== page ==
Student Testing: An International Context

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Student Testing: An International Context


  • Developed economies around the world use both large-scale learning assessments (which are written by a sample of students) and standardized tests (which are written by all students of the same grade level) to evaluate the performance of their educational systems.
  • One of the best-known large-scale assessments is the Programme for International Student Assessment (PISA) conducted by the Organisation for Economic Co-operation and Development (OECD). Canadian policymakers use PISA results to compare student achievement over time and help them determine how educational systems can be improved.
  • According to a survey of principals, about three-quarters of 15-year old students in OECD countries attend schools where mandatory standardized tests are used at least once annually. In Canada the proportion is higher than the average, but lower than in the United States.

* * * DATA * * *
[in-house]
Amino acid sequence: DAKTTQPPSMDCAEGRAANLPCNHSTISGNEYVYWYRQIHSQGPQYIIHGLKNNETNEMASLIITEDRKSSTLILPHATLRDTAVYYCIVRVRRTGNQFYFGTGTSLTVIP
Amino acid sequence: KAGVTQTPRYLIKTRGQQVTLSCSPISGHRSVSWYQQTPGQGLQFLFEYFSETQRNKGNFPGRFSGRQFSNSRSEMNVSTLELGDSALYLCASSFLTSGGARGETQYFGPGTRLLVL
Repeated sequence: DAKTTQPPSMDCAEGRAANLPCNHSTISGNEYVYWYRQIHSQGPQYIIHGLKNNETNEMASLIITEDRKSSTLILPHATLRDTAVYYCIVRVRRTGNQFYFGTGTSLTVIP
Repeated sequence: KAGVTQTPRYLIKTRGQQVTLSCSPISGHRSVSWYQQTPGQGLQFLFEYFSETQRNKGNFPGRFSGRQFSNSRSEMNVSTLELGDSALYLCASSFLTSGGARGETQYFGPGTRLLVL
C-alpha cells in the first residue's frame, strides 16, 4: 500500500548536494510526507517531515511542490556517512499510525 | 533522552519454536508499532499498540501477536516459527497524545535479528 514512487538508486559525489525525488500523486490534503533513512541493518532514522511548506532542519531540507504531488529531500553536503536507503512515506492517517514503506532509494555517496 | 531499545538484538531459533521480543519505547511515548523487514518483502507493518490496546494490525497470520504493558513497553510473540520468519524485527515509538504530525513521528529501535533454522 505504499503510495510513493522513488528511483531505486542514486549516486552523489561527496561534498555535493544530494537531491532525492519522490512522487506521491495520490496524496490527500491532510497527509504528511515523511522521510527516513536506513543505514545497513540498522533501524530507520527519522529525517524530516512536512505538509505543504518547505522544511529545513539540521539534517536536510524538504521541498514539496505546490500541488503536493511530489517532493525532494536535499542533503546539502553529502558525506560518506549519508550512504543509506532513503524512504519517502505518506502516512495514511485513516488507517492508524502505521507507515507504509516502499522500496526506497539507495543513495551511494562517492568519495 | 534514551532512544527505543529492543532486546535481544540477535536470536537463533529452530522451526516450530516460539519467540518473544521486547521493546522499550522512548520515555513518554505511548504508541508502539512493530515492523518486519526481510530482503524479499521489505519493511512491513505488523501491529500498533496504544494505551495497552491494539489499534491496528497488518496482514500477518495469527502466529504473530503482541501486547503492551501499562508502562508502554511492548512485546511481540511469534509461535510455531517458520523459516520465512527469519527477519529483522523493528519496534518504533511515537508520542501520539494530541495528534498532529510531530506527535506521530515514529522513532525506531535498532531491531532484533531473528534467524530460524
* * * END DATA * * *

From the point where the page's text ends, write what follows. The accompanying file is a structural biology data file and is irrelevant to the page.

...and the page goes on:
• The significance to students of standardized tests varies. For example, in Ontario, standardized tests administered by the Education Quality and Accountability Office do not affect students’ report card grades in Grades 3 and 6, but may in Grade 9, and students must pass the Grade 10 Literacy Test to graduate from high school.
  • The main uses of standardized tests, according to school principals, are to monitor the school’s progress from year to year, to compare the school’s performance to district or national performance, and to compare the school to other schools.
  • Different assessments serve different purposes. The OECD reports that it is important to use multiple types of student assessments, including teacher-developed tests, teachers’ judgements, long-term projects, and standardized tests.

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